We can still believe in the sincerity and good intentions of these people, but only by assuming an appalling lack of understanding on their part of the most elementary economic principles. “This book,” writes Robert Theobald, “proposes the establishment of new principles specifically designed to break the link between jobs and income.” But we cannot break the link between jobs and income. True income is not money, but the goods and services that money will buy. These goods and services have to be produced. They can only be produced by work, by jobs. We may, of course, break the link between the job and the income of a particular person, say Paul, by giving him an income whether he consents to take a job or not. But we can do this only by seizing part of the income of some other person, say Peter, from his job. To believe we can break the link between jobs and income is to believe we can break the link between production and consumption. Goods have to be produced by somebody before they can be consumed by anybody.
Claimants to Be Trusted, Taxpayers to Be Examined
One reason for the agitation for an unconditionally guaranteed income is the dislike of some social reformers for the “means test.” The means test is disliked on two grounds: that it is “humiliating” or “degrading,” and that it is administratively troublesome—“a comprehensive examination of means and resources, applicant by applicant.” The guaranteed-income advocates think they can do away with all this by using the “simple” mechanism of having everybody fill out an income tax blank, whereupon the government would send a check to everybody for the amount that his income, so reported, fell below the government’s set “poverty-line” minimum.
The belief that this income tax mechanism would be administratively simple is a delusion. Before the introduction of the withholding mechanism, before the reporting requirements for payments made to individuals in excess of $600 in any year, and the still more recent requirements for the reporting of even the smallest interest and dividend payments, the income tax was in large part a self-imposed tax. The government depended heavily on the taxpayer’s conscientiousness and honesty. To a substantial extent it still does.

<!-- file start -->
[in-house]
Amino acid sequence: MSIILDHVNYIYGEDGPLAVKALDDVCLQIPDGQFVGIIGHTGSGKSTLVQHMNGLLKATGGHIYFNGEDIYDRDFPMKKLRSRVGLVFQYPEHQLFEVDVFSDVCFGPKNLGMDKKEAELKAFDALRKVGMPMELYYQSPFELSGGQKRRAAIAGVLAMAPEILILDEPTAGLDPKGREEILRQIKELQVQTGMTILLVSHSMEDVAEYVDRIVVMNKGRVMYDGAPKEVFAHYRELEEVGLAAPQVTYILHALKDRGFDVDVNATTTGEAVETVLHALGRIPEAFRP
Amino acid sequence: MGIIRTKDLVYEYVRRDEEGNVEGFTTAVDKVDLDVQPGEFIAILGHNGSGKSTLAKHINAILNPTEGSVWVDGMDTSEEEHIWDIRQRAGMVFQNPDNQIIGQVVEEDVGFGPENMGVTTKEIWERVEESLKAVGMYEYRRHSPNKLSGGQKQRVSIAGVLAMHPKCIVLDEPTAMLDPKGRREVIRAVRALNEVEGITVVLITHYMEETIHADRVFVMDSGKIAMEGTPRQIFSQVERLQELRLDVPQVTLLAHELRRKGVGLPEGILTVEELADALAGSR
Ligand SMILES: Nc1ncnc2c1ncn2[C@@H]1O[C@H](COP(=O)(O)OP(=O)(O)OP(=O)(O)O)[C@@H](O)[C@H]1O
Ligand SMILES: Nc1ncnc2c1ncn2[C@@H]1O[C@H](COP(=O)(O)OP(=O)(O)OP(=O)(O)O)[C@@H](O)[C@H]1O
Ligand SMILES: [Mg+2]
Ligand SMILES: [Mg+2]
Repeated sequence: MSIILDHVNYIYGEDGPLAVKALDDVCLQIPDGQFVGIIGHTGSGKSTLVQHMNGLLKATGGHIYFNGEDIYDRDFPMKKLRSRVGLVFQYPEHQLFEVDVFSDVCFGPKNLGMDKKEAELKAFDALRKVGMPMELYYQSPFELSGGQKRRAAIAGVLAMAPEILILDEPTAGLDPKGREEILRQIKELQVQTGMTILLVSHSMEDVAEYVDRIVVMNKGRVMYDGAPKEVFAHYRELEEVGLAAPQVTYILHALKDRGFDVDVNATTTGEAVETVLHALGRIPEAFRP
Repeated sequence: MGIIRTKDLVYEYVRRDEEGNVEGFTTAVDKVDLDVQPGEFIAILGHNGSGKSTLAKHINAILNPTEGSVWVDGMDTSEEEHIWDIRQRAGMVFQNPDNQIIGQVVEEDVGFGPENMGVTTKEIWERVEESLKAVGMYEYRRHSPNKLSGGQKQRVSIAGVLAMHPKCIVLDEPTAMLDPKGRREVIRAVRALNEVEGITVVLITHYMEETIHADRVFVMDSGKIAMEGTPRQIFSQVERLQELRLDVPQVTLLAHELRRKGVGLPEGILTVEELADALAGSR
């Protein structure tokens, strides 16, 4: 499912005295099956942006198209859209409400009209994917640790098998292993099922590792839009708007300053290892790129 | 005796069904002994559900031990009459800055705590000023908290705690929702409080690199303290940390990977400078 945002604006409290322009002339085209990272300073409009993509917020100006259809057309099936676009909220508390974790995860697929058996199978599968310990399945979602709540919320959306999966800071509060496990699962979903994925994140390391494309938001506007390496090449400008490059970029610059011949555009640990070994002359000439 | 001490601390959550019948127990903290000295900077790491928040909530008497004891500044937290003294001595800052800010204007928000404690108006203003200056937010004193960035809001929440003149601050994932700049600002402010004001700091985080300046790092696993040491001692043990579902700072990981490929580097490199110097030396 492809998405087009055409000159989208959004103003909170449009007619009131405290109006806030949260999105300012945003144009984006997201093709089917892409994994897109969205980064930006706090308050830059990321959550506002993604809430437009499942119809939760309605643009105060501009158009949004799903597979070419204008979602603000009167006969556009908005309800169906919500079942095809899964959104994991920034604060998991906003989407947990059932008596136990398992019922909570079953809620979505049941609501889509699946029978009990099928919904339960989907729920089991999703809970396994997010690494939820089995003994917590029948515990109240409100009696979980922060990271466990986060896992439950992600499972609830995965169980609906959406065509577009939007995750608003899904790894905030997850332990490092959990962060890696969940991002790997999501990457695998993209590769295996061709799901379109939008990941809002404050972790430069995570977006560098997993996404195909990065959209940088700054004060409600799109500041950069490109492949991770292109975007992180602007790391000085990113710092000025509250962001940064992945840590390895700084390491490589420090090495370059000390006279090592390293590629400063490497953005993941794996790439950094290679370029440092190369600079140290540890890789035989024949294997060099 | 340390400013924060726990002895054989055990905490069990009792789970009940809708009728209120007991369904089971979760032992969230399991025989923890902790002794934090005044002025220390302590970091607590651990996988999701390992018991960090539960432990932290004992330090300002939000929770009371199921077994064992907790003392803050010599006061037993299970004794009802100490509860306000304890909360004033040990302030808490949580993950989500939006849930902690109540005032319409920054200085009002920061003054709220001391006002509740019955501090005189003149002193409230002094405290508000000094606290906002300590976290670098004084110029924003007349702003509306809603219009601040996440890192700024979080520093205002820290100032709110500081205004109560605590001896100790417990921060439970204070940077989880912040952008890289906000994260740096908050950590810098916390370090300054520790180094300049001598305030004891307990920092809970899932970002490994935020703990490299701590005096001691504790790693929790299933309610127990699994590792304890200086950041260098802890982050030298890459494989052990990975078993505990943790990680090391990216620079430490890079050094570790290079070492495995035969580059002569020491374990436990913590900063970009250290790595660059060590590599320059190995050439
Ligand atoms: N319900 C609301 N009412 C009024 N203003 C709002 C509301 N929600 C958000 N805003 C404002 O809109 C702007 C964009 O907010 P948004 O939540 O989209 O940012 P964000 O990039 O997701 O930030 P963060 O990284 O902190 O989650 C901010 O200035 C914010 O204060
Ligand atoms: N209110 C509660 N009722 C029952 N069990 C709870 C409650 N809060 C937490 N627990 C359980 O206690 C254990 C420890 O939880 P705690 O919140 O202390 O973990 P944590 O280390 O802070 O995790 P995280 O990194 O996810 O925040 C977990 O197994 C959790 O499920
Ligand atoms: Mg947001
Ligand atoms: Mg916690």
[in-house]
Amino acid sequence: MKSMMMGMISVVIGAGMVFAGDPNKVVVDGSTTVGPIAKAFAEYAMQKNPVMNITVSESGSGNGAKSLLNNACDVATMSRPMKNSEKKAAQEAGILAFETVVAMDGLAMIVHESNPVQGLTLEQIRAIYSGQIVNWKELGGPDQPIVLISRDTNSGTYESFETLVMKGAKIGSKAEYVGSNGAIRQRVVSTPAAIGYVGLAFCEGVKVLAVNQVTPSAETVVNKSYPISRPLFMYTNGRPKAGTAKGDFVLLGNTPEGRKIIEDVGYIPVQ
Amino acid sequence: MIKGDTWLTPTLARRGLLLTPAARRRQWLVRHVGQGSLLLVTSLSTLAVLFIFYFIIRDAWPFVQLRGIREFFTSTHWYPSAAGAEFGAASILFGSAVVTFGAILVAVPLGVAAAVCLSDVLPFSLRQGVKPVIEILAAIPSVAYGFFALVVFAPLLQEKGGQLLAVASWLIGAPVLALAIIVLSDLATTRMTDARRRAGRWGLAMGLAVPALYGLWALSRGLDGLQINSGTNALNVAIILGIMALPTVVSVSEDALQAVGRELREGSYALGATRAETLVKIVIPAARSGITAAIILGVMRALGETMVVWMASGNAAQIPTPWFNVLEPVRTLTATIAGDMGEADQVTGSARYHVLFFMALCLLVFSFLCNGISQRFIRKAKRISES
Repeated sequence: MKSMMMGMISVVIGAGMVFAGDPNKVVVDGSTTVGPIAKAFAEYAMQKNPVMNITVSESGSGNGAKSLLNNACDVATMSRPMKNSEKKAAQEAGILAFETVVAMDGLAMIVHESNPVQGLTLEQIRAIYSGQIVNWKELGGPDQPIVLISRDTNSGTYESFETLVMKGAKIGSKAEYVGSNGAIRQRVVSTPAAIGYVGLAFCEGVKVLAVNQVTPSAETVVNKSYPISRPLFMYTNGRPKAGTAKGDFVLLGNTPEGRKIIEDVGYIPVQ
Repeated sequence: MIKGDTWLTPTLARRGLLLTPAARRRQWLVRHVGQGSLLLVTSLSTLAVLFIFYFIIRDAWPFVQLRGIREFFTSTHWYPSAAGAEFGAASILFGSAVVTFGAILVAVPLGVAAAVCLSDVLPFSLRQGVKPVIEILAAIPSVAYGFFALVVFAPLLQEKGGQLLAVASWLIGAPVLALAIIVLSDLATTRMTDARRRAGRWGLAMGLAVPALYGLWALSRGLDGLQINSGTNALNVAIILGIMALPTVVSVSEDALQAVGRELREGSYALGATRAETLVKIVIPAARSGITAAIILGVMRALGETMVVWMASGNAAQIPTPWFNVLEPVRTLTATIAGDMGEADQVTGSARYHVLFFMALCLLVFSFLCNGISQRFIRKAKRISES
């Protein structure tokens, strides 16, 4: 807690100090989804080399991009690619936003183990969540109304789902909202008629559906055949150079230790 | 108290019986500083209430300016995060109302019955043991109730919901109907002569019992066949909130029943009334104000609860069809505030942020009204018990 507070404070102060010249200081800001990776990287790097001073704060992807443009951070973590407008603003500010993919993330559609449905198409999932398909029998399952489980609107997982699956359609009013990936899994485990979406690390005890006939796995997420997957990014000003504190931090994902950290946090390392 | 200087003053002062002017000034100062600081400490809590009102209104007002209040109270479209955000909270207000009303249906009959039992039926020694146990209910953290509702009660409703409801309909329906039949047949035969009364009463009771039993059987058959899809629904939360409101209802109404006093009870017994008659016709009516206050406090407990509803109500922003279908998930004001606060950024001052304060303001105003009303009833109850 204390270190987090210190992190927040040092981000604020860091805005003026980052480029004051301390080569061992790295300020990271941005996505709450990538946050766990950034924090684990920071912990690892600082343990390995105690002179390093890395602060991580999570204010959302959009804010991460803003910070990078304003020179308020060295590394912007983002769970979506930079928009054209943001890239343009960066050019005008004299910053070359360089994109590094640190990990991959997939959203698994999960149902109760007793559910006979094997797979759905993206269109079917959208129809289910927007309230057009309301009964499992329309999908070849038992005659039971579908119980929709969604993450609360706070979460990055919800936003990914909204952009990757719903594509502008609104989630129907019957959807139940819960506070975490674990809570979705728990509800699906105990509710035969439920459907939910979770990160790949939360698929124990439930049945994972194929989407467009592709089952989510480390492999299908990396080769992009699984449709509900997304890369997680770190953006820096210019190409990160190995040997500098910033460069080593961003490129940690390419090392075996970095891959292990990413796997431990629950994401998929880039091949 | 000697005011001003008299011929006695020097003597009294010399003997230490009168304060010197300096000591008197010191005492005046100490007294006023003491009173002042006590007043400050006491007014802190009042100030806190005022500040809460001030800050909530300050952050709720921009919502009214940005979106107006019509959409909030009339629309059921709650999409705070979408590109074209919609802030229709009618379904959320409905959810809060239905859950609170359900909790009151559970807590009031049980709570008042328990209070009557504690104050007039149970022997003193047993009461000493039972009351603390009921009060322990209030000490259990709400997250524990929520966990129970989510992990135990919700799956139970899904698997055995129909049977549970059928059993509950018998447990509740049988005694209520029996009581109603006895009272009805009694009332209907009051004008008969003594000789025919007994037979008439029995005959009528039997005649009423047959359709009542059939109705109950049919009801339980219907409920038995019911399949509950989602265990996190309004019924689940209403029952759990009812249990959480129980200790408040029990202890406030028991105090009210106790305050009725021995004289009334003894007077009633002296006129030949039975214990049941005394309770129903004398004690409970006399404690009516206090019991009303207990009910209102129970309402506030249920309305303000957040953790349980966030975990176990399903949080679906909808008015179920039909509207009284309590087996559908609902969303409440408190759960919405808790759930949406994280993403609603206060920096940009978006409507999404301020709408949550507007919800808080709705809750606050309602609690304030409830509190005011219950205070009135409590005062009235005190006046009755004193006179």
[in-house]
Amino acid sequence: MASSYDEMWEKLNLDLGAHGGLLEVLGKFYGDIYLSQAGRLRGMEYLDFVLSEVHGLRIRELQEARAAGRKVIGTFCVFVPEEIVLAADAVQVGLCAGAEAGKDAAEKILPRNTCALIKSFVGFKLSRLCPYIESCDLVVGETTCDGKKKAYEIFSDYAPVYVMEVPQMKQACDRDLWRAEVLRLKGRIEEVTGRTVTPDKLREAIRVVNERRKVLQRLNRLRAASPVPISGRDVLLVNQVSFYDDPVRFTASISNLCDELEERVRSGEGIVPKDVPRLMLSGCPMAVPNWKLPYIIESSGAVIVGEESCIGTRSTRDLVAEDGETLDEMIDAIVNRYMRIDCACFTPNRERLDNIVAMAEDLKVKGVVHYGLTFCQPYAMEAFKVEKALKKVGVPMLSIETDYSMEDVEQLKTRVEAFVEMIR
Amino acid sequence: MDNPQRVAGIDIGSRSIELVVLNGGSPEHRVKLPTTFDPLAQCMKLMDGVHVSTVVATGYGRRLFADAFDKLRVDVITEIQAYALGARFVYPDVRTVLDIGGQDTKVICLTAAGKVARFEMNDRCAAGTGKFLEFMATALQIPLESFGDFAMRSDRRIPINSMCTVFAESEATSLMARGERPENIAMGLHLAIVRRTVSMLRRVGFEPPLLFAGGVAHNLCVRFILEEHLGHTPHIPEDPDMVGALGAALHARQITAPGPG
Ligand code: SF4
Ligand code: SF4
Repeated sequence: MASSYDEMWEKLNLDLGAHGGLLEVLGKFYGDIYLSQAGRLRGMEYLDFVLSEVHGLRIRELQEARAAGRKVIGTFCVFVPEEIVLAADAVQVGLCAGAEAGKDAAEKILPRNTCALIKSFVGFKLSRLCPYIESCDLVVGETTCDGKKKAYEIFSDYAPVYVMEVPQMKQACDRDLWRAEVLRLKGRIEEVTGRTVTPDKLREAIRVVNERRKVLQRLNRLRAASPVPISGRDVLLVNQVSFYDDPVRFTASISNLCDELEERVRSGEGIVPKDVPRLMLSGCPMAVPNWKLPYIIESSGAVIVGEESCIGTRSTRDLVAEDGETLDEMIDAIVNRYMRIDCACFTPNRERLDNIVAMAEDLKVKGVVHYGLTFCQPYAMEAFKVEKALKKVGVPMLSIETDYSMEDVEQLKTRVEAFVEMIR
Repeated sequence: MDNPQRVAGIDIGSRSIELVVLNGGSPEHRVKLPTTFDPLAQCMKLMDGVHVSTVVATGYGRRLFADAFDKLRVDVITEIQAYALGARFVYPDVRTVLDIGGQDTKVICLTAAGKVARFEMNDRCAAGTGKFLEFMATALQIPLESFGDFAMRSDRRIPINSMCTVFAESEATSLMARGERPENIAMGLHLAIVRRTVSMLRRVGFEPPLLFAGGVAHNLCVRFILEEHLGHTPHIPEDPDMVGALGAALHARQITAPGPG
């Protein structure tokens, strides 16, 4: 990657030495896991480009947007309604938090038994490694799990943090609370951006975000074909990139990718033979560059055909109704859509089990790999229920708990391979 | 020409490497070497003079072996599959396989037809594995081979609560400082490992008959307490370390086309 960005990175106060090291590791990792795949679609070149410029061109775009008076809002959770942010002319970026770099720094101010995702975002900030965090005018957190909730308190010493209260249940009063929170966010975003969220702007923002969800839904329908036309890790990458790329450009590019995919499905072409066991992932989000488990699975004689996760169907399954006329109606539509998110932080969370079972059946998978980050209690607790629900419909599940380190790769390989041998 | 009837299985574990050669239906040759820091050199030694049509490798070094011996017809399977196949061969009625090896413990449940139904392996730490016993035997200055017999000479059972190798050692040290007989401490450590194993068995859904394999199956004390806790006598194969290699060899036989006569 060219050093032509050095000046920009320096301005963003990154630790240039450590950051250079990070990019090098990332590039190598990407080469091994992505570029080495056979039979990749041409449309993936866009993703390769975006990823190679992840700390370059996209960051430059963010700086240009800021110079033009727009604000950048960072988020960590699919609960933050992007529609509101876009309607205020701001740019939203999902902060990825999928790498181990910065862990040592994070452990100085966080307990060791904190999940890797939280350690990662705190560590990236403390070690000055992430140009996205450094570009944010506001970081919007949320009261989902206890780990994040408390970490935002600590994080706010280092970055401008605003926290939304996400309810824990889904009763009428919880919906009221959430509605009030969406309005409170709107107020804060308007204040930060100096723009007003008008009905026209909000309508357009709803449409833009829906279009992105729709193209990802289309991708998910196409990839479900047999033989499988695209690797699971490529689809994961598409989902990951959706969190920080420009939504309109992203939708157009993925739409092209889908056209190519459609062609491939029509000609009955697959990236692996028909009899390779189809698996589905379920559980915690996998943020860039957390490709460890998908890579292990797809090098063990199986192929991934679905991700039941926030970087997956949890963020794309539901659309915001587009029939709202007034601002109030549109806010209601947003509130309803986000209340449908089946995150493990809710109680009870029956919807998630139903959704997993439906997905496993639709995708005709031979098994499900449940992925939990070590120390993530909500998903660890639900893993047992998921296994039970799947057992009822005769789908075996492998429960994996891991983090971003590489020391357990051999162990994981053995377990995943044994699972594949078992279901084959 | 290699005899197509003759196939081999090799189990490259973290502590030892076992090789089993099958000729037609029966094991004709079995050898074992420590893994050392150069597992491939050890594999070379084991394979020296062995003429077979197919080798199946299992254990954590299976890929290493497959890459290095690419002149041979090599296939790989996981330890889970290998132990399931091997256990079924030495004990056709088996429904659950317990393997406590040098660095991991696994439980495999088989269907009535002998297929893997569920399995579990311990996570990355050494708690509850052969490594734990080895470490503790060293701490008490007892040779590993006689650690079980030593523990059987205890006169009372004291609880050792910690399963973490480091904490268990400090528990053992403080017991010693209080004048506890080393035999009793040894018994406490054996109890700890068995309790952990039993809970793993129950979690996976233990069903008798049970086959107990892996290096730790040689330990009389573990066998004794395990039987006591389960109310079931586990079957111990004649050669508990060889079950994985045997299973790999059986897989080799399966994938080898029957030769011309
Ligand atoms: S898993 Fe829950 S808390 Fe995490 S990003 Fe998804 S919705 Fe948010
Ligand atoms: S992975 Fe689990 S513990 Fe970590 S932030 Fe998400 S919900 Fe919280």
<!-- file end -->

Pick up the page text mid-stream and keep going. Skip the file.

The government can check the honesty of individual returns only by a random or arbitrary sampling process. It is altogether probable that more evasion and cheating go on in the low income tax returns than in the high ones—not because the big-income earners are more honest, but simply because their chances of being examined and caught are higher. The amount of concealment and falsification that would be practiced by persons trying to get as high a guaranteed income as possible would probably be enormous. To minimize the swindling the government would have to resort to the same case-by-case and applicant-by-applicant process as it does to administer current relief, unemployment insurance, and Social Security programs.
Is a means test for relief necessarily any more humiliating than the ordeal that the taxpayer must go through when his income tax is being examined—when every question he is asked and record he is required to provide implies that he is a potential crook? If the reply is that this inquisition is necessary to protect the government from fraud, then the same reply is valid as applied to applicants for relief or a guaranteed income. It would be a strange double standard to insist that those who were being forced to pay the guaranteed income to others should be subject to an investigation from which those who applied for the guaranteed income would be exempt.
In short, to prevent the worst scandals and injustices, even by the standards of the guaranteed income’s advocates, some test of need would be inescapable. If we fixed things so that there was no loss of dignity or self-respect whatever in being idle and taking a handout, then there would be no gain in dignity or self-respect in working and earning one’s own living. It goes without saying that any need test or means test should be administered without any unnecessary infringement of the privacy or dignity of the person or family concerned, but such a test would still have to be at least as careful and thorough as a typical income tax examination.
Comparison with the income tax may also remind us of some of the real complications that the guaranteed-income and “negative-income-tax” proposals gloss over. Some of these complications were almost accidentally brought out by Dr. Joseph A. Pechman, director of economic studies for the Brookings Institution, in his testimony of June 13, 1968, before a subcommittee of the Congressional Joint Economic Committee. It is important to keep in mind that Dr. Pechman was testifying in favor of the guaranteed income, but was earnestly considering some of the “anomalous situations” that might arise under it.
“For example,” he pointed out, “an individual owning $100,000 worth of IBM stock receives cash dividends of less than $1,000 annually.” Should such a person, if this were his only income, receive, say a $2,-400 a year annual handout to bring his family’s income up to the $3,400 poverty-line level? Even Dr. Pechman was inclined to think not. But he did apparently think that an individual who received only $1,000 from not more than $25,000 worth of bonds or stock (or other assets of the same market worth) should get this supplementary income.